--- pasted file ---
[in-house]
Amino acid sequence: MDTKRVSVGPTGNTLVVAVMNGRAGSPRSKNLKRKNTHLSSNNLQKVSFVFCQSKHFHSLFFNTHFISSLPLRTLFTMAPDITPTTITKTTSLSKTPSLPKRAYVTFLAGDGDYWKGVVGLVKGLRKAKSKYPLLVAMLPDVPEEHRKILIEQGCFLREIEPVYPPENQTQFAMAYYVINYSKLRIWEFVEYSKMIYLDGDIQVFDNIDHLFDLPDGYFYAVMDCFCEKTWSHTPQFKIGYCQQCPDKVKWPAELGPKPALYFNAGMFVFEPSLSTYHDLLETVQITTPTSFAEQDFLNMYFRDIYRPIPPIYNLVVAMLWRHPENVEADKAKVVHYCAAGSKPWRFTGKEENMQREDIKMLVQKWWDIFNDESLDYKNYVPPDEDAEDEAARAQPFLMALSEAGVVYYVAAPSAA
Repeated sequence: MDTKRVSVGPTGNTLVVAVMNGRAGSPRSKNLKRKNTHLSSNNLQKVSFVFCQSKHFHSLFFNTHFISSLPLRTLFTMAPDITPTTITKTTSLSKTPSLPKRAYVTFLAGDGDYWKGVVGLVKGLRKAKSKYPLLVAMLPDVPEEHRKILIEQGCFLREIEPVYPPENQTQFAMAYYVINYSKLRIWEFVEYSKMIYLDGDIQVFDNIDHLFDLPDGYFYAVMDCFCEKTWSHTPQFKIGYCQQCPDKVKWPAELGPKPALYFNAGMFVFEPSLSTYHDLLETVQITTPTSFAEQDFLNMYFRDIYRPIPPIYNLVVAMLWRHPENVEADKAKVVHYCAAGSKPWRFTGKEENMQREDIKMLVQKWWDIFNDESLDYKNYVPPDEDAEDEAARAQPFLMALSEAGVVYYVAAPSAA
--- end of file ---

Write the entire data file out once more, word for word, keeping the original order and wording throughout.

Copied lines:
[in-house]
Amino acid sequence: MDTKRVSVGPTGNTLVVAVMNGRAGSPRSKNLKRKNTHLSSNNLQKVSFVFCQSKHFHSLFFNTHFISSLPLRTLFTMAPDITPTTITKTTSLSKTPSLPKRAYVTFLAGDGDYWKGVVGLVKGLRKAKSKYPLLVAMLPDVPEEHRKILIEQGCFLREIEPVYPPENQTQFAMAYYVINYSKLRIWEFVEYSKMIYLDGDIQVFDNIDHLFDLPDGYFYAVMDCFCEKTWSHTPQFKIGYCQQCPDKVKWPAELGPKPALYFNAGMFVFEPSLSTYHDLLETVQITTPTSFAEQDFLNMYFRDIYRPIPPIYNLVVAMLWRHPENVEADKAKVVHYCAAGSKPWRFTGKEENMQREDIKMLVQKWWDIFNDESLDYKNYVPPDEDAEDEAARAQPFLMALSEAGVVYYVAAPSAA
Repeated sequence: MDTKRVSVGPTGNTLVVAVMNGRAGSPRSKNLKRKNTHLSSNNLQKVSFVFCQSKHFHSLFFNTHFISSLPLRTLFTMAPDITPTTITKTTSLSKTPSLPKRAYVTFLAGDGDYWKGVVGLVKGLRKAKSKYPLLVAMLPDVPEEHRKILIEQGCFLREIEPVYPPENQTQFAMAYYVINYSKLRIWEFVEYSKMIYLDGDIQVFDNIDHLFDLPDGYFYAVMDCFCEKTWSHTPQFKIGYCQQCPDKVKWPAELGPKPALYFNAGMFVFEPSLSTYHDLLETVQITTPTSFAEQDFLNMYFRDIYRPIPPIYNLVVAMLWRHPENVEADKAKVVHYCAAGSKPWRFTGKEENMQREDIKMLVQKWWDIFNDESLDYKNYVPPDEDAEDEAARAQPFLMALSEAGVVYYVAAPSAA